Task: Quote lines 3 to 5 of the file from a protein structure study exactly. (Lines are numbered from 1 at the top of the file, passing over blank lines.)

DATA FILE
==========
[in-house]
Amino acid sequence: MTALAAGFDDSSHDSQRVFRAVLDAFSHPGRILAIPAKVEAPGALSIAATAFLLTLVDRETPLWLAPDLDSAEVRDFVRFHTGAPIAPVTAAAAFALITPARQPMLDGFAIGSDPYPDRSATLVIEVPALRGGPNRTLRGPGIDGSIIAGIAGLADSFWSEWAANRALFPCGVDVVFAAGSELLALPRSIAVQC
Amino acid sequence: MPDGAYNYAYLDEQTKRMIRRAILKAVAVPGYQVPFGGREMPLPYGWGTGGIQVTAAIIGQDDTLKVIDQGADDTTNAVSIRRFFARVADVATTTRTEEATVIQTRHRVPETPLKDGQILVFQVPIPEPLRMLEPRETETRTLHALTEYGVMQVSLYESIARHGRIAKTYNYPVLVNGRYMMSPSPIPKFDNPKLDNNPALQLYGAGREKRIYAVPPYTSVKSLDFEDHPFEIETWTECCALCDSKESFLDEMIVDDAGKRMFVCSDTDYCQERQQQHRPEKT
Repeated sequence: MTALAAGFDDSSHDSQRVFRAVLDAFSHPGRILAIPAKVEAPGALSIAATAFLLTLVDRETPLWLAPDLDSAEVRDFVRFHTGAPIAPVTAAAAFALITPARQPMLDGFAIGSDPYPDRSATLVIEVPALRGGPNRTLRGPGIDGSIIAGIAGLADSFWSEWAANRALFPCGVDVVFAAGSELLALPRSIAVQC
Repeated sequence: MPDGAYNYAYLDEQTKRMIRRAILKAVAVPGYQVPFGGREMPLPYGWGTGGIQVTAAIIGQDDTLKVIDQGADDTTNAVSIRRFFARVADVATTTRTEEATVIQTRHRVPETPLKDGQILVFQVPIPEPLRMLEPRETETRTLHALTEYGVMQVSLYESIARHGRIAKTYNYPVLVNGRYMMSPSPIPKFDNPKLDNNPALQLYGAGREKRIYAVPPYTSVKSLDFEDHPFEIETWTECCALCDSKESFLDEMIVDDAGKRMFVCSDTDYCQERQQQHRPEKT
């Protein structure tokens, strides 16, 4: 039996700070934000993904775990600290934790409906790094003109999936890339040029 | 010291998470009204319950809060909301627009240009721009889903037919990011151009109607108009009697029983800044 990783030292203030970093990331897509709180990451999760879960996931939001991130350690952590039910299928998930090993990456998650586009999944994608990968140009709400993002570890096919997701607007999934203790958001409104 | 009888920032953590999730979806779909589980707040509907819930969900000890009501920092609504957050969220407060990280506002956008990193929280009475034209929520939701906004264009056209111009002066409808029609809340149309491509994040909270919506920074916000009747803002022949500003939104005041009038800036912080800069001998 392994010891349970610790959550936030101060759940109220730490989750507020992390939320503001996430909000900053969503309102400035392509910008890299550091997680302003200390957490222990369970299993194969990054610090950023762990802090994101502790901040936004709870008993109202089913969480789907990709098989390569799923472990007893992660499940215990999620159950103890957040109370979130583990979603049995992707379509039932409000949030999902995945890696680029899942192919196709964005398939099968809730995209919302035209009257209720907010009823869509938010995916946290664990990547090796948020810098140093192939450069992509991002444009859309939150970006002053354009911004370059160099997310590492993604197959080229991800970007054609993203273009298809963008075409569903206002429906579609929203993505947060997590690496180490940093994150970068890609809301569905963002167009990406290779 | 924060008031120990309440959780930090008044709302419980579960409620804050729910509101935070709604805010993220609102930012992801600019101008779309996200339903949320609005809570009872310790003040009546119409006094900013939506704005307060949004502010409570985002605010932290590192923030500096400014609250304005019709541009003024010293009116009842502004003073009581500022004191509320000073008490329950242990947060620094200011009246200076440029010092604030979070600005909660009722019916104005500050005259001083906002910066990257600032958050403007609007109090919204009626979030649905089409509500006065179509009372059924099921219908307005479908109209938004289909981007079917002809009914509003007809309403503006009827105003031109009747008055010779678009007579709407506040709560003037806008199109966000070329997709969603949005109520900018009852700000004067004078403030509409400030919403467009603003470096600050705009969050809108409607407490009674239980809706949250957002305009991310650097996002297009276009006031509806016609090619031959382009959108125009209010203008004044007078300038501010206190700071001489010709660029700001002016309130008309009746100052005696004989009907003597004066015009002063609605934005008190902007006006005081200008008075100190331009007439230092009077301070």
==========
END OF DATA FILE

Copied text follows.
Amino acid sequence: MPDGAYNYAYLDEQTKRMIRRAILKAVAVPGYQVPFGGREMPLPYGWGTGGIQVTAAIIGQDDTLKVIDQGADDTTNAVSIRRFFARVADVATTTRTEEATVIQTRHRVPETPLKDGQILVFQVPIPEPLRMLEPRETETRTLHALTEYGVMQVSLYESIARHGRIAKTYNYPVLVNGRYMMSPSPIPKFDNPKLDNNPALQLYGAGREKRIYAVPPYTSVKSLDFEDHPFEIETWTECCALCDSKESFLDEMIVDDAGKRMFVCSDTDYCQERQQQHRPEKT
Repeated sequence: MTALAAGFDDSSHDSQRVFRAVLDAFSHPGRILAIPAKVEAPGALSIAATAFLLTLVDRETPLWLAPDLDSAEVRDFVRFHTGAPIAPVTAAAAFALITPARQPMLDGFAIGSDPYPDRSATLVIEVPALRGGPNRTLRGPGIDGSIIAGIAGLADSFWSEWAANRALFPCGVDVVFAAGSELLALPRSIAVQC
Repeated sequence: MPDGAYNYAYLDEQTKRMIRRAILKAVAVPGYQVPFGGREMPLPYGWGTGGIQVTAAIIGQDDTLKVIDQGADDTTNAVSIRRFFARVADVATTTRTEEATVIQTRHRVPETPLKDGQILVFQVPIPEPLRMLEPRETETRTLHALTEYGVMQVSLYESIARHGRIAKTYNYPVLVNGRYMMSPSPIPKFDNPKLDNNPALQLYGAGREKRIYAVPPYTSVKSLDFEDHPFEIETWTECCALCDSKESFLDEMIVDDAGKRMFVCSDTDYCQERQQQHRPEKT